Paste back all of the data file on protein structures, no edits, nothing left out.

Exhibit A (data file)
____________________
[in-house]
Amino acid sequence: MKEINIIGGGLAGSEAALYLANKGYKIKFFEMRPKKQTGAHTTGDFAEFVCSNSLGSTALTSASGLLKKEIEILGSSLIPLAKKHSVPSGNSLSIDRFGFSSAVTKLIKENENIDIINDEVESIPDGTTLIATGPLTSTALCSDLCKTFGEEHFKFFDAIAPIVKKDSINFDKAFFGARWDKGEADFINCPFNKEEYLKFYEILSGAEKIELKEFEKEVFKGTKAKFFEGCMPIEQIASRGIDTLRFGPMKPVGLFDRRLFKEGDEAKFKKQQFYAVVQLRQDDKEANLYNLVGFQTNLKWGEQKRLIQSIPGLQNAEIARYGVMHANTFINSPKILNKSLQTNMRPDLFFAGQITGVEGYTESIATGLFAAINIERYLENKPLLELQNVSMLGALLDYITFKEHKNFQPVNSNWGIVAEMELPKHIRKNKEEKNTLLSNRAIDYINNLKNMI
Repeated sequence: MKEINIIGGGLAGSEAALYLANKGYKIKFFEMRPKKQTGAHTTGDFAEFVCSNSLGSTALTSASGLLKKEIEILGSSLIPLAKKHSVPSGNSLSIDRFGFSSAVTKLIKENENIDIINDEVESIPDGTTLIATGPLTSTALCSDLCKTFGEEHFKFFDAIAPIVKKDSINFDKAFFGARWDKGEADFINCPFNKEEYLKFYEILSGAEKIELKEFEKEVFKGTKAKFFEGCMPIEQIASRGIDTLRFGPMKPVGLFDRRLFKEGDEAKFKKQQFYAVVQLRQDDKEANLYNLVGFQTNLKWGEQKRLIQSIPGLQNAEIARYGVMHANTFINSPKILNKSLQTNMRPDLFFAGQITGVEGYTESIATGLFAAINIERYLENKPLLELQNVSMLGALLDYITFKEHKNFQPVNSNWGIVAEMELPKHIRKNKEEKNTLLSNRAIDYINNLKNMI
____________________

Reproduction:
[in-house]
Amino acid sequence: MKEINIIGGGLAGSEAALYLANKGYKIKFFEMRPKKQTGAHTTGDFAEFVCSNSLGSTALTSASGLLKKEIEILGSSLIPLAKKHSVPSGNSLSIDRFGFSSAVTKLIKENENIDIINDEVESIPDGTTLIATGPLTSTALCSDLCKTFGEEHFKFFDAIAPIVKKDSINFDKAFFGARWDKGEADFINCPFNKEEYLKFYEILSGAEKIELKEFEKEVFKGTKAKFFEGCMPIEQIASRGIDTLRFGPMKPVGLFDRRLFKEGDEAKFKKQQFYAVVQLRQDDKEANLYNLVGFQTNLKWGEQKRLIQSIPGLQNAEIARYGVMHANTFINSPKILNKSLQTNMRPDLFFAGQITGVEGYTESIATGLFAAINIERYLENKPLLELQNVSMLGALLDYITFKEHKNFQPVNSNWGIVAEMELPKHIRKNKEEKNTLLSNRAIDYINNLKNMI
Repeated sequence: MKEINIIGGGLAGSEAALYLANKGYKIKFFEMRPKKQTGAHTTGDFAEFVCSNSLGSTALTSASGLLKKEIEILGSSLIPLAKKHSVPSGNSLSIDRFGFSSAVTKLIKENENIDIINDEVESIPDGTTLIATGPLTSTALCSDLCKTFGEEHFKFFDAIAPIVKKDSINFDKAFFGARWDKGEADFINCPFNKEEYLKFYEILSGAEKIELKEFEKEVFKGTKAKFFEGCMPIEQIASRGIDTLRFGPMKPVGLFDRRLFKEGDEAKFKKQQFYAVVQLRQDDKEANLYNLVGFQTNLKWGEQKRLIQSIPGLQNAEIARYGVMHANTFINSPKILNKSLQTNMRPDLFFAGQITGVEGYTESIATGLFAAINIERYLENKPLLELQNVSMLGALLDYITFKEHKNFQPVNSNWGIVAEMELPKHIRKNKEEKNTLLSNRAIDYINNLKNMI